Wanaka KiwiBuild homes facing tough competition to be sold
Wanaka's housing market is booming and affordable housing is in high demand, so why are five out of 10 KiwiBuild homes are sitting empty?
More than 200 KiwiBuild homes have been earmarked for Wanaka's Northlake subdivision with the expectation they'll be built in the next two years.
The original 10 were offered in a ballot, but only five have sold since October.
Queenstown Lakes District councillor Quentin Smith said he thought there would be more of a demand for KiwiBuild homes.
"Certainly there is a housing affordability crisis. That's plainly obvious to everyone, it's an incredibly expensive place to be so it is surprising that there hasn't been more uptake of the KiwiBuild," Mr Smith said.
"But my personal feeling is that people don't necessarily perceive it as good value for money in terms of what they get for what they're paying."
The Northlake KiwiBuild homes cost between $565,000 and $650,000 for a two to three-bedroom house.
But they're competing with other houses on the market in the Queenstown Lakes District.
Two years ago, the council predicted Wanaka needed 4300 homes by 2048 to cater for projected growth.
RNZ put a series of questions to Housing Minister Phil Twyford about the work that went into establishing market demand for KiwiBuild houses in Wanaka.
A spokesperson for the minister told RNZ he did not consider this to be breaking news, he did not want to be distracted during a trip to Australia and would answer questions at a later date.
Former Queenstown Lakes District deputy mayor Lyal Cocks was one of the commissioners who approved the Northlake plan change - years before KiwiBuild entered the picture.
"There's a lot of areas that have come up for development now and they're being developed by three or four developers. This ranges from some in Wanaka, but then you've got Lake Hawea, Luggate and a little bit in Hawea Flat so these developers are developing housing areas with houses that may be more attractive than maybe the KiwiBuild ones that are on offer at Northlake," Mr Cocks said.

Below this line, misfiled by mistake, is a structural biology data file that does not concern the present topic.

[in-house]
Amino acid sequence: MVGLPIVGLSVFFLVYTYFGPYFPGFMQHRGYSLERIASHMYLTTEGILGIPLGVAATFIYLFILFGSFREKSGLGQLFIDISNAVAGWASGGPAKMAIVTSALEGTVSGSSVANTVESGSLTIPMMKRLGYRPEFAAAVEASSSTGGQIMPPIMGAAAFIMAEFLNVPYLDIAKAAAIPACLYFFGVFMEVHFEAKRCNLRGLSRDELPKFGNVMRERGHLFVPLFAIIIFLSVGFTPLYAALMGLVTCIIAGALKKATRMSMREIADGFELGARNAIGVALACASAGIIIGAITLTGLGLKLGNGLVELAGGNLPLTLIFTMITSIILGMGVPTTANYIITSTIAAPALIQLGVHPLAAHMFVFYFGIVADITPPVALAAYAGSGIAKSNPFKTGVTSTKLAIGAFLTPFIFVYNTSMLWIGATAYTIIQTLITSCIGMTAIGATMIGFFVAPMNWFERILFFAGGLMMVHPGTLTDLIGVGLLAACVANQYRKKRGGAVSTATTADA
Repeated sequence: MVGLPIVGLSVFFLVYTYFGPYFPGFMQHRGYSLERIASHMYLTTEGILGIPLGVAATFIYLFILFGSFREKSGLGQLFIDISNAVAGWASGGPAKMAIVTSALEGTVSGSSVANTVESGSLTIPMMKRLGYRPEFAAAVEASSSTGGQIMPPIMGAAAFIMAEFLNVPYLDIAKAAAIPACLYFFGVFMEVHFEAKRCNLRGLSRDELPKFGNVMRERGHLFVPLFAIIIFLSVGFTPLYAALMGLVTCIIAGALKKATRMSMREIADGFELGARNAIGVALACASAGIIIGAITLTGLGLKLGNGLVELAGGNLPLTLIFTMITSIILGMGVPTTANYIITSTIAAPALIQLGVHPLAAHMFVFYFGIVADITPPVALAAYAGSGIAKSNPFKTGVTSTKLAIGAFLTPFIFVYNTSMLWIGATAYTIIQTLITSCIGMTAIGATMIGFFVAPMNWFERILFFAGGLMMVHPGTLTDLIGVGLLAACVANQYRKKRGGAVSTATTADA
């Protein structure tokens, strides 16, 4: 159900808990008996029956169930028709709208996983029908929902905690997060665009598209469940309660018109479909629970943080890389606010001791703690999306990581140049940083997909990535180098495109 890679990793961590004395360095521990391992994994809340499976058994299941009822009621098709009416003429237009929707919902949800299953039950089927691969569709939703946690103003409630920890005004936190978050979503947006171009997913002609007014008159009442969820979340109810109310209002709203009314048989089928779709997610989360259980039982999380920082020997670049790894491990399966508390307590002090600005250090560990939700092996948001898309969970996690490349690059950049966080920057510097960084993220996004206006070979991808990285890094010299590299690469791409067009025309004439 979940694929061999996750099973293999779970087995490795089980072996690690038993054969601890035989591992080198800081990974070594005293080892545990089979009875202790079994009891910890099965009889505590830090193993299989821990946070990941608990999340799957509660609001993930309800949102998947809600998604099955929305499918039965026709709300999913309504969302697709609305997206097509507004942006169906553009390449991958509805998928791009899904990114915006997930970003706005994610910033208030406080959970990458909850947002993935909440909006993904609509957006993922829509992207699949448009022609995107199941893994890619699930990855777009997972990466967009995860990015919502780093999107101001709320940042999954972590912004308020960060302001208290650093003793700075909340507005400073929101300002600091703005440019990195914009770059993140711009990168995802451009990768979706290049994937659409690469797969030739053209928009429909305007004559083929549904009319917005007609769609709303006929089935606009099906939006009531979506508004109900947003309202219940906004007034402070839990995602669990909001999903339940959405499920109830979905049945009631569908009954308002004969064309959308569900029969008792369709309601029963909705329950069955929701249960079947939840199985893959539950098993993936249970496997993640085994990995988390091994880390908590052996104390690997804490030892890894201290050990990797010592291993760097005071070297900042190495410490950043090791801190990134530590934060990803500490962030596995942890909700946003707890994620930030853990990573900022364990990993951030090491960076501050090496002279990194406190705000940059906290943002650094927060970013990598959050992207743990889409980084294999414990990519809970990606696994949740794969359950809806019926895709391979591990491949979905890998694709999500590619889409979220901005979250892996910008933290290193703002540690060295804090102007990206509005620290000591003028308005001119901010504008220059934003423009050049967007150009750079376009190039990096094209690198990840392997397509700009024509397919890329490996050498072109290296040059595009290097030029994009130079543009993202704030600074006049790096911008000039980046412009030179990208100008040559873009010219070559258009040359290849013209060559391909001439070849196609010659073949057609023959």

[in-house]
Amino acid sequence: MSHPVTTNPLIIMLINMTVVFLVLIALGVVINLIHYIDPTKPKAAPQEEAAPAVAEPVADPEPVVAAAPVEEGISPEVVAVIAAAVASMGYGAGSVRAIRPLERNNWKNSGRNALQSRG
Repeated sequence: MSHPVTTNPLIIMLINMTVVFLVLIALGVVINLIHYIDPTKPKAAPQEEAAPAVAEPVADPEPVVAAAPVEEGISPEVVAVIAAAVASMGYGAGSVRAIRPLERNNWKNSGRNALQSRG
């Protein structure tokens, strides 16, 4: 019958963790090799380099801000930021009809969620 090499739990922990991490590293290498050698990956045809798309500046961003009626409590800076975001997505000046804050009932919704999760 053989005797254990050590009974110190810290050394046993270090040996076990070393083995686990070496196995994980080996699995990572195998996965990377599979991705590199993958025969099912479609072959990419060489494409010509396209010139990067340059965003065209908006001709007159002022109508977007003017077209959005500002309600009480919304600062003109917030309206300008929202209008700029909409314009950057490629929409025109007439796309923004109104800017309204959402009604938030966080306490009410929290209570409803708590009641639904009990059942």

Many of those subdivisions were offering more floorspace than KiwiBuild's average of 87.5sq m, he said.
Renee Hystek and her partner bought their first home through KiwiBuild, saying it was the easy and stress-free option.
"If we were to build ourselves or we were to find our own house, it would have taken a lot longer," Ms Hystek said.
"If you were a stickler on your details of your new house, it wouldn't have worked for you. But we were like 'I don't want to make those decisions, this is obviously going to be a nice house'. It was just quite a win."
However, Queenstown Lakes Community Housing Trust executive officer Julie Scott said a $600,000 house was not affordable and the five empty homes were a testament to that.
The trust's clients have an average gross household income of about $70,000 and, on average, have a first home deposit of $30,000.
"When I look at our waiting list of close to 600 households, around 120 of those are based in Wanaka so you do the maths and you can see quite clearly that the average household on our waiting list simply can't afford to buy a $500,000 or even $600,000 on their own," Ms Scott said.
The trust was trying to help by offering an assisted ownership programme, which reduced struggling families' deposits and mortgage repayments by providing a leasehold agreement between the trust and the household, she said.
But Wanaka Community Board member Rachel Brown said KiwiBuild had missed its mark and those families were still being left out in the cold.
"I think the big hole in Wanaka is people that can't afford a home of any sort. They have not got enough income to get into KiwiBuild, they haven't even got enough income to get into the community housing scheme," Ms Brown said.
"There's nothing available to rent at a decent value and there certainly isn't anything they can get a deposit down on."
People who could actually afford KiwiBuild were more likely to try their luck on the open market, and on top of that, speculators were moving in to make a profit, she said.
"I think the situation in Wanaka, if you look around, to me it looks like a gold rush. There's a huge property market, there's a huge market in speculation and people are arriving in droves to make money out of it."
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